Ian has been working hard to ensure everyone in the Blyth Valley region is being supported, particularly those who have had to self-isolate.
He said: “The government and Northumberland County Council have done a great job, and have risen to this challenge but I have also launched Blyth Valley Together.”
Blyth Valley Together is linking local groups who are supporting their community through coronavirus together, so they can combine their resources and help more people. Food parcels have been delivered to groups across Blyth Valley for distribution to local residents who need support.
Ian explained: “This project has made such a difference with new friendships being formed and people of all ages getting involved. The whole community has pulled together.”
Ian is determined to do all he can to support not only his community, but his family. As a husband and father-of-two, he expresses concern as to how the pandemic could affect those closest to him. He continues to work hard and find ways to support Blyth Valley and all the residents in the community.
Supermarket Shop Worker/ Rotary of Heywood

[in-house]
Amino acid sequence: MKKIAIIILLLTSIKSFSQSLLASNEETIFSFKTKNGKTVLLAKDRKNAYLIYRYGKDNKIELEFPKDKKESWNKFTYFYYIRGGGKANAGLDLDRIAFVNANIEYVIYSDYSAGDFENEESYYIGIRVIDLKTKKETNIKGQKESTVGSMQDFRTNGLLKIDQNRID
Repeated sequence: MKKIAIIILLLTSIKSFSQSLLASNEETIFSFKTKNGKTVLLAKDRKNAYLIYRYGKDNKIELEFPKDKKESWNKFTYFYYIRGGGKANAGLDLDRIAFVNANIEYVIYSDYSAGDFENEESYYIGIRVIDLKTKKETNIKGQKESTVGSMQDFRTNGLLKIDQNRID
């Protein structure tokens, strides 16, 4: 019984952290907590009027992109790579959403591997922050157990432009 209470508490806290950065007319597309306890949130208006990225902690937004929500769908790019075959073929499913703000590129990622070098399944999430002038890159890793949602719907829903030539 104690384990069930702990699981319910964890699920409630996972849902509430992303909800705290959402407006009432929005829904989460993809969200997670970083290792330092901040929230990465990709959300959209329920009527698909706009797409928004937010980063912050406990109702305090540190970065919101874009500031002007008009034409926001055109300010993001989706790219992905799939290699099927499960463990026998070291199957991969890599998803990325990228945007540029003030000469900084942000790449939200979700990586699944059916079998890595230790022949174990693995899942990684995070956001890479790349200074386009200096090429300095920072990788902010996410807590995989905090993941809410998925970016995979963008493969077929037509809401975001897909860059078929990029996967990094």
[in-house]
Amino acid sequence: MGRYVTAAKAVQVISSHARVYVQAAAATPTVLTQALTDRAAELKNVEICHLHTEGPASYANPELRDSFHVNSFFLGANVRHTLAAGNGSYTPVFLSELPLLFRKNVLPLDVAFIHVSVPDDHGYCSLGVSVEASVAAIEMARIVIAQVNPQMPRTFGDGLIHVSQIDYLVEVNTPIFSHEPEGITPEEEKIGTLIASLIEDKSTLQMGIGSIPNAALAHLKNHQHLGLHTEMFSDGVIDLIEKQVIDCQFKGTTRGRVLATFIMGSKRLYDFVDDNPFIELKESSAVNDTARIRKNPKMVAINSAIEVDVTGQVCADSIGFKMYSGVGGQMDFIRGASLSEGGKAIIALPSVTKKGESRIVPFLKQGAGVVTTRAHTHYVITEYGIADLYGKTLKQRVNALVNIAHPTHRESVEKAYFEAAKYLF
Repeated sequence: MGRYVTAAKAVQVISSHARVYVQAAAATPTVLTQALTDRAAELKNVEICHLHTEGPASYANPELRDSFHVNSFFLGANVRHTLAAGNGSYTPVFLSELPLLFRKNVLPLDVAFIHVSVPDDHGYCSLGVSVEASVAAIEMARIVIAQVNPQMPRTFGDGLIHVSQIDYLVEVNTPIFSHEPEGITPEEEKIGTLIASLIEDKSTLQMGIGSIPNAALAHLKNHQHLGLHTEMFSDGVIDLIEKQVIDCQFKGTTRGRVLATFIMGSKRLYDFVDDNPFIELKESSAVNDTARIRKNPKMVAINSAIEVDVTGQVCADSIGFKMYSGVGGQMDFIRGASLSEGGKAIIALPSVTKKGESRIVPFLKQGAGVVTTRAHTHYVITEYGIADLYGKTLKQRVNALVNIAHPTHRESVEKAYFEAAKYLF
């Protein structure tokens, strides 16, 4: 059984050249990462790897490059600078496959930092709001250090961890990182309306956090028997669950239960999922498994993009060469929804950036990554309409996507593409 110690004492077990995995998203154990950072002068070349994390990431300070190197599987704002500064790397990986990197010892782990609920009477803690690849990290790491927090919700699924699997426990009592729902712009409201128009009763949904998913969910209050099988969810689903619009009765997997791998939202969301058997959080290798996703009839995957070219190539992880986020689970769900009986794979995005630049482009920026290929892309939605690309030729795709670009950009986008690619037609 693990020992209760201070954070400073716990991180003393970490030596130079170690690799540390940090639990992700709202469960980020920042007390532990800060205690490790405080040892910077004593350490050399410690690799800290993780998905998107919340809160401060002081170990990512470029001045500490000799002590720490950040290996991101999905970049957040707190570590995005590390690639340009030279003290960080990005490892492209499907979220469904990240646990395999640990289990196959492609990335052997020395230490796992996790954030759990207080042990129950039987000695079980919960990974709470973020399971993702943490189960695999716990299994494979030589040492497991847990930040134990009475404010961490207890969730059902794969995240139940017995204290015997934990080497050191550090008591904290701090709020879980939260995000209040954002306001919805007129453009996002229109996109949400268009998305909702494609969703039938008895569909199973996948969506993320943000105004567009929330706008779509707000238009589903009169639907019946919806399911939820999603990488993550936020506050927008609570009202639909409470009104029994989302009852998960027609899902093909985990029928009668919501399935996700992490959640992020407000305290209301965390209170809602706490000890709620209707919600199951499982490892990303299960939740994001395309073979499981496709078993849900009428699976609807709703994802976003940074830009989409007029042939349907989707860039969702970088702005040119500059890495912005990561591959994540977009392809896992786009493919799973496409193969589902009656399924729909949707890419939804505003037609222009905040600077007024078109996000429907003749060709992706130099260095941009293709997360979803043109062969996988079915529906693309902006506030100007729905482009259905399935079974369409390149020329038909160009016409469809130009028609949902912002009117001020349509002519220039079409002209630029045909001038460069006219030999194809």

For many years Carol was a manager of a public house and restaurant, and joined Tesco in Greater Manchester to work in their café once she had retired.
Since social distancing was put into place, the café closed, and Carol volunteered to work on the shop floor to help support the other staff members.
When the public became more aware of the seriousness of coronavirus, stockpiling became an issue. People were buying excess of certain products, causing a shortage in supply. In order to overcome this, many supermarkets began to ration products, to try and ensure everyone can get the products they need. Carol said: “I was extremely glad when Tesco brought in the rationing of products although it did not go down well with some of the customers.”
Carol said the majority of the customers are lovely and appreciative of all the hard work supermarkets and staff are doing, with many thanking them.
However, since working on the tills over the lockdown period, Carol along with other staff members have been verbally abused by customers who did not take well to the rationing policies when they were first put in place.
As people get used to the new rules in place, Carol says the days are a little easier, as customers become more understanding as to why these measures are for the good of everyone.